Voices From These Times: ‘Haymarket Square’

Mike Bryant

Mike Bryant.

In These Times has partnered with the Neighborhood Writing Alliance (NWA) to amplify the stories and struggles of ordinary people, including workers in the United States. This piece, part of an ongoing biweekly series, originally appeared in the Journal of Ordinary Thought, published by NWA. Find more stories and voices at NWA’s blog.

I am writing this at the Haymarket Square shrine. I can’t help but find my pen put to use when I stand at this spot. I’m fifty-one years old, haven’t worked in seven years. Thank you God for the lesson of walking a mile in someone else’s shoes. I can definitely understand about not caring about anything because all the forces that be are trying to grind you down to nothing. Before it happens, though, you get one last chance to say, I am not an animal, I am a human being.” 

This is what happened at this spot, and then somebody threw a bomb. When the smoke cleared, many people were killed and many more railroaded by a kangaroo court, then executed. So just like the Alamo, the Union movement was underway. Today, Chicago is a heavy union town. It’s easy to see by the number of beautiful buildings the unions use as headquarters to do their work.

Check out the Teamsters’ spot at Jackson and Ashland, the plumbers’ place on Washington and Ogden. It’s 2009 and the struggle continues. The Congress Hotel employees are still trying to get a contract going into their eighth or ninth year. I have to admire the union leaders for holding out for this long. It gives hope to our policemen who also face a Pharaoh-like opponent in Mayor Daley, whose heart has definitely been hardened against the police union’s leaders.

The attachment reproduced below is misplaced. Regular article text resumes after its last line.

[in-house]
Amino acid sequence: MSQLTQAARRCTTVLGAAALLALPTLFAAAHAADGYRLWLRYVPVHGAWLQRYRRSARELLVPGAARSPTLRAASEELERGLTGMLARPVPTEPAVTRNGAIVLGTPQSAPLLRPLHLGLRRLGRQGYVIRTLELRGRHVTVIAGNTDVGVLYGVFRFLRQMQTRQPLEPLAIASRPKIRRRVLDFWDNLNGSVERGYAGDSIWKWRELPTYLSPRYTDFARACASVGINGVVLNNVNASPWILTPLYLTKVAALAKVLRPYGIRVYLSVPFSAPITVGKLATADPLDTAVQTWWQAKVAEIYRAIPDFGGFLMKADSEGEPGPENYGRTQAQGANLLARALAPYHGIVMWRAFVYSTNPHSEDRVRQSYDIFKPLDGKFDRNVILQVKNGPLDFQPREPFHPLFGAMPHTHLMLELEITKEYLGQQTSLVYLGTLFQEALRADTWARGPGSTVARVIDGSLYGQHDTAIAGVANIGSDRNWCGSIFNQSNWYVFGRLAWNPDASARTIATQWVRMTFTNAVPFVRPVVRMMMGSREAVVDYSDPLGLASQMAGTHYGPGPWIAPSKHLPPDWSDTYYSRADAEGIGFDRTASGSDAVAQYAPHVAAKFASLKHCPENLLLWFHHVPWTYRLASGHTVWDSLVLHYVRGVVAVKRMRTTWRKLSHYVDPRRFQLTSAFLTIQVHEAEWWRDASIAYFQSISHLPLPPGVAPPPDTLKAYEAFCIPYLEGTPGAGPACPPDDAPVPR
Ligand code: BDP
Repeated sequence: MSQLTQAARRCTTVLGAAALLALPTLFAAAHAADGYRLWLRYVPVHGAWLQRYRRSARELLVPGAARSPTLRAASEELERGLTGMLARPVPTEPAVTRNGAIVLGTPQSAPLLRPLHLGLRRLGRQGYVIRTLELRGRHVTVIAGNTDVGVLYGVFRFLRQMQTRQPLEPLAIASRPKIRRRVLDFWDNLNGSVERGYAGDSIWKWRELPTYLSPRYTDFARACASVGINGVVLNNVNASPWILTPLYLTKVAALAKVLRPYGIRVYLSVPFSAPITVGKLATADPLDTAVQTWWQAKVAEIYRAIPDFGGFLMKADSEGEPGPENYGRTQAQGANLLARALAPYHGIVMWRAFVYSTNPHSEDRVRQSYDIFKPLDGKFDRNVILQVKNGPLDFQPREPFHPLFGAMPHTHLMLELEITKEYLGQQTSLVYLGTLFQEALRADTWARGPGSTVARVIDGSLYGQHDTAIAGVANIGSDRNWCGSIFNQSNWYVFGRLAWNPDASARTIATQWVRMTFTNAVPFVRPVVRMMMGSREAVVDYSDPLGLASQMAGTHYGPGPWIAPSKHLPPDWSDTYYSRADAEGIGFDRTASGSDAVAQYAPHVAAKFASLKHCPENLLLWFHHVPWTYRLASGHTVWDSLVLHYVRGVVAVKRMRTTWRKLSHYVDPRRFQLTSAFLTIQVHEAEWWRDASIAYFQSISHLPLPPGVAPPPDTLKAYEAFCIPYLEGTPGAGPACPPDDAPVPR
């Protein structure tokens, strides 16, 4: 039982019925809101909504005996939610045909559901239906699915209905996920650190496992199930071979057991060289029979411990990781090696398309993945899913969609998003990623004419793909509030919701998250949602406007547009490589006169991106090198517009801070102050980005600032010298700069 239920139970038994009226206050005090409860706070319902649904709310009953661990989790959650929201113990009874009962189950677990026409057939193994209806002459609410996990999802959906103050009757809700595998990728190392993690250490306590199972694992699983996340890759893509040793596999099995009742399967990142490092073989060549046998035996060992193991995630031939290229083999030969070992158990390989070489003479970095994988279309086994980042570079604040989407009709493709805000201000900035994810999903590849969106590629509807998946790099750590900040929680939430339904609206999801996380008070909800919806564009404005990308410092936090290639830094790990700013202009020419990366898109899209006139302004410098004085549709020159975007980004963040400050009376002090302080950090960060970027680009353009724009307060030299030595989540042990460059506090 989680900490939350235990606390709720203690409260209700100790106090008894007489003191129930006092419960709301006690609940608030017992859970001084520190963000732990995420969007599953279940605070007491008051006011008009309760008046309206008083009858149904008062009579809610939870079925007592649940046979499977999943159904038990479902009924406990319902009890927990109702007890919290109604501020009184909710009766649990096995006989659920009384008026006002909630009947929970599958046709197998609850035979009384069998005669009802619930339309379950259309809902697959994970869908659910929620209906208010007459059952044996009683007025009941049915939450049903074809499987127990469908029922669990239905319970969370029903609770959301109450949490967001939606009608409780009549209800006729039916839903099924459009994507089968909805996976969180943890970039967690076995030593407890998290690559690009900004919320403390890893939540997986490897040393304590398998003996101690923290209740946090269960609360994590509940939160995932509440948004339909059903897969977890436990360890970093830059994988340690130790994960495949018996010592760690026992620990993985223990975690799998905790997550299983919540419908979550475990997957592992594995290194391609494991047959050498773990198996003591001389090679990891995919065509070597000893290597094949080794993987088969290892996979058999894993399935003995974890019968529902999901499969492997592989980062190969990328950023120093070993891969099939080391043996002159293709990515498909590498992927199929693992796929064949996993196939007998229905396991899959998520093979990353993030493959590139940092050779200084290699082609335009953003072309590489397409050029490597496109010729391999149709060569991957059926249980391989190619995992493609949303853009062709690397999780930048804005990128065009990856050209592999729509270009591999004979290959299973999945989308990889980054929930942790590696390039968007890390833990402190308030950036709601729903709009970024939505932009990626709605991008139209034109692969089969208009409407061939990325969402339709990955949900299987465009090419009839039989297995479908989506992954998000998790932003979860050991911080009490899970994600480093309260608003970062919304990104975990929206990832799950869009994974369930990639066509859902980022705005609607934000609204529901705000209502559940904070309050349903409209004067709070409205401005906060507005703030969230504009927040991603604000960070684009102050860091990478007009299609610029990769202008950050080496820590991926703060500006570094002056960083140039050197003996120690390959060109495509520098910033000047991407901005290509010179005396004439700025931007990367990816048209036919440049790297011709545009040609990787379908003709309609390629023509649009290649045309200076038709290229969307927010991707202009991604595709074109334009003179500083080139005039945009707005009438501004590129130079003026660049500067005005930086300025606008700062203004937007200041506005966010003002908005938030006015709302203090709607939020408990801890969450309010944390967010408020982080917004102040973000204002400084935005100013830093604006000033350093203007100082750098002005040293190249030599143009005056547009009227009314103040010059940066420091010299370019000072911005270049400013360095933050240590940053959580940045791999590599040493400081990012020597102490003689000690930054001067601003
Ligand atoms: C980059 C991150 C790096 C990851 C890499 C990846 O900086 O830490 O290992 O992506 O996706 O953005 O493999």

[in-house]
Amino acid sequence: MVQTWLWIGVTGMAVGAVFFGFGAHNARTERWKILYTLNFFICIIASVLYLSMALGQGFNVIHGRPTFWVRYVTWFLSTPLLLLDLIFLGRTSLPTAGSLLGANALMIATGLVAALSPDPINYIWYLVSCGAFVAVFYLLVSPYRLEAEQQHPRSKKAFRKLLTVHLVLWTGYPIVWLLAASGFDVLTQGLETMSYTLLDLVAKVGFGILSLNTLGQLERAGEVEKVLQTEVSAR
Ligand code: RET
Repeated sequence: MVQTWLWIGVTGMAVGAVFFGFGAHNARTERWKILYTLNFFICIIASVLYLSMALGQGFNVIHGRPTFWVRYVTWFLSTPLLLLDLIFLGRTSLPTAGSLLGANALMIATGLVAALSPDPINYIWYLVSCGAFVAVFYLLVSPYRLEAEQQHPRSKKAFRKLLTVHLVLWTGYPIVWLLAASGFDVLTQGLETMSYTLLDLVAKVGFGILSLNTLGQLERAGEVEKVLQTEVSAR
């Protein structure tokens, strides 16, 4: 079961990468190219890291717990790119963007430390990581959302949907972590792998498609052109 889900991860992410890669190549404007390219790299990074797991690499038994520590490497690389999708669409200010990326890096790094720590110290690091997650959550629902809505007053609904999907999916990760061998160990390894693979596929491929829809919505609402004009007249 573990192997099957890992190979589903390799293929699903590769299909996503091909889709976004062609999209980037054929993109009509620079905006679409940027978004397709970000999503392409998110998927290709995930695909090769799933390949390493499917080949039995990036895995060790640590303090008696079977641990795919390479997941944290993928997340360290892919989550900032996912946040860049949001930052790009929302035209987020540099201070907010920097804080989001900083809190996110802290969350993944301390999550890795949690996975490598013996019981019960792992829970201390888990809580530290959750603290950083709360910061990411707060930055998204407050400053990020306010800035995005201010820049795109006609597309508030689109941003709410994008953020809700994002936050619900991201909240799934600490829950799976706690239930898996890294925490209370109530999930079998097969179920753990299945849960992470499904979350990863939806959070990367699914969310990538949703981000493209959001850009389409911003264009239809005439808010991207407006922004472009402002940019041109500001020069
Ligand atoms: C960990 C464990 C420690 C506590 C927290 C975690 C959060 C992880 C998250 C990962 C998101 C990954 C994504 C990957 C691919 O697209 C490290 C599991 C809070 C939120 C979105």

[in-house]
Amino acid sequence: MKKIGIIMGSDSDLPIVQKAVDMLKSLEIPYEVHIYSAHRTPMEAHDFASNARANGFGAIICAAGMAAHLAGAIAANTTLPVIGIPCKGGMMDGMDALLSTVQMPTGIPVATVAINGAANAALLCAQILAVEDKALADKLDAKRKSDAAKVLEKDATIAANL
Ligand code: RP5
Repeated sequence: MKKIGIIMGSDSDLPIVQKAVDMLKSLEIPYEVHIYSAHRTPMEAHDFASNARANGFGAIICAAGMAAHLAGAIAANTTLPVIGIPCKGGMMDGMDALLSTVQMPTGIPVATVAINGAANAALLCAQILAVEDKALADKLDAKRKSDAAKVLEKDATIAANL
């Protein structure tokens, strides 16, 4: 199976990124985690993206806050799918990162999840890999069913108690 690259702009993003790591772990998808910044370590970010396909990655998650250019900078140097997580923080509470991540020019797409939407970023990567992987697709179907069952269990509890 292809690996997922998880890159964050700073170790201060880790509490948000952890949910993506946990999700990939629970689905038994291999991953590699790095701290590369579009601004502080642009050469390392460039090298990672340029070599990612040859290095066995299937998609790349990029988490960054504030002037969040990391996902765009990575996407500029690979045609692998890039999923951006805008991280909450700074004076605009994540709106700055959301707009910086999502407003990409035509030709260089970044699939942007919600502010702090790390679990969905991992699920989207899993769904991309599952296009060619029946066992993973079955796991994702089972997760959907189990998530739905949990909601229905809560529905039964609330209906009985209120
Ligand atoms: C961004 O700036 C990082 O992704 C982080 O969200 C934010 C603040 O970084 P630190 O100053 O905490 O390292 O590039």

This is why I choose to write at this spot. A lot of old ghosts whisper in my ear and my pen stays busy.

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Mike Bryant distributes fliers and loads trucks. The Chicago resident expects to ring bells for Salvation Army’s kettles” throughout winter 2011.
Illustrated cover of Gaza issue. Illustration shows an illustrated representation of Gaza, sohwing crowded buildings surrounded by a wall on three sides. Above the buildings is the sun, with light shining down. Above the sun is a white bird. Text below the city says: All Eyes on Gaza
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